Re-writing is your friend. No, seriously. Re-writing is your BEST creative friend of all… Revisions, if you will. But when I teach and keynote and author coach and content edit, I make a clear distinction between line and copy editing and proof reading and the creative work of developmental editing, also known as re-writing.
And since for most of us mere mortals, our first full draft of a project rarely tumbles out of our brains fully realized, just dying to be written, part of our job–arguable the most important part of your job–is re-crafting that draft until it’s its best self. And that ain’t easy. In fact, resistance to re-working and re-writing and re-imagining the whole that’s sprouted from that kernel of an idea that drew you to write a story is the Number One reason a lot of authors never publish traditionally, and why a great deal of independently-published novels will never find a home in a reader’s heart.
Rewriting isn’t an easy friend. It’s overwhelming work, and creative fatigue and doubt and frustration can win the ensuing battle if you let them. But you’re a professional writer. Say it with me, “I’M A PROFESSIONAL WRITER.”
And your job is to take control of your creative process every step of the way. And for the purposes of this How You Write post, your job is to rewrite your draft for however long it takes for the story and characters and journeys you’ve created to connect with the reader on every level possible. You’re the boss, not the draft. You’re ready to work through the exhausting process of diving back in over and over. Really, you are ;o)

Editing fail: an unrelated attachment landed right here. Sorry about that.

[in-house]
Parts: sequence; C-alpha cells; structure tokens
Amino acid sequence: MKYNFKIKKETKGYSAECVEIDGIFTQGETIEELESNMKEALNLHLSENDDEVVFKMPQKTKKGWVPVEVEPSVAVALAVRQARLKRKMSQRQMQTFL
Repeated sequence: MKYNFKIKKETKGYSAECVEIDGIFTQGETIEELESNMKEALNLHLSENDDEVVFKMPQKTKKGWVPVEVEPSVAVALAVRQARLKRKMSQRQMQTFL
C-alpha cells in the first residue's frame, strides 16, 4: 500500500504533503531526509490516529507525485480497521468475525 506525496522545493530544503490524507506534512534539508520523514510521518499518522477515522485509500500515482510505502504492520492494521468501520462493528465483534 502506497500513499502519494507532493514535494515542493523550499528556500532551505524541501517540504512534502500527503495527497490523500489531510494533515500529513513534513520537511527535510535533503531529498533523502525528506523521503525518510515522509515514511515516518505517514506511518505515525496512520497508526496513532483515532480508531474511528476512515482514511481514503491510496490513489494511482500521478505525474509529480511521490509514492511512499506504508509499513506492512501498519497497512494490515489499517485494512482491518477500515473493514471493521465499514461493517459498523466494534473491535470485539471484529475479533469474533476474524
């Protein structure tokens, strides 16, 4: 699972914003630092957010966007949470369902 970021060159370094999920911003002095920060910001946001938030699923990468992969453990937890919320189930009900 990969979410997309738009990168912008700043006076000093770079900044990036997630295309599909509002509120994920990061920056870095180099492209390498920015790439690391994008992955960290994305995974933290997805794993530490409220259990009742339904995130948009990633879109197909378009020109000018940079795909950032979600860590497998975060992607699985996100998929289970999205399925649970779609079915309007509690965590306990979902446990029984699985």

The way to do that?
No, the process isn’t simple. But you job is, so to speak. All you have to do is break your draft down into simple parts, so you can effectively execute the work left to be done in manageable chunks.
When you’re drafting with a plan (and you have a plan, right?) or rewriting with plan (because you revamp your plan for your story before you rewrite, right?), you give yourself a chance to conquer the overwhelming, sinking feeling that you can’t succeed at something as complex as creating a novel. You allow yourself to focus on one piece of the story at a time, until the whole manuscript finally begins to take shape. But what is your re-writing plan???
I’ll get more specific about my re-writing approach in my twice-weekly July How You Write blog updates. But for now, accept for the sake of argument that writing is a process (while creativity and voice and the compulsion to share story with the world through the written word is a gift, bless you heart…). And as part of that process, re-writing can be learned and executed and mastered by anyone determined get better at her/his craft.
To help simplify things today as we dip our toe into re-writing…
I encourage every new student and client to do what I do with a freshly drafted first pass at a story–focus on the beginning, middle, and end of your characters’ journeys, as you deconstruct what you’ve achieved with your novel. Before you rewrite the first word, you first have to understand (to “conquer”) what you’ve already written.
First up! I teach students and clients to pinpoint the emotional focus of a character at the inciting incident of a story, at the midpoint, and at the black moment.
Make a chart (easily done in Word or Excel or freehand on a notepad). A simple one, with a row for your protagonist, your antagonist and perhaps one significant secondary character. Three columns: Beginning, Middle, End.
Then read through those three key turning points in your story draft (inciting incident, midpoint and black moment) and see if you can define the state of each character’s internal journey. Jot down only a sentence or two for each turning point and each character. You should be able to summarize very specifically how a character is growing or wanting to change at each critical juncture. Once you’re done, take a look…
Is each character’s emotional state dynamic and arcing throughout the story? Read the rest of this entry »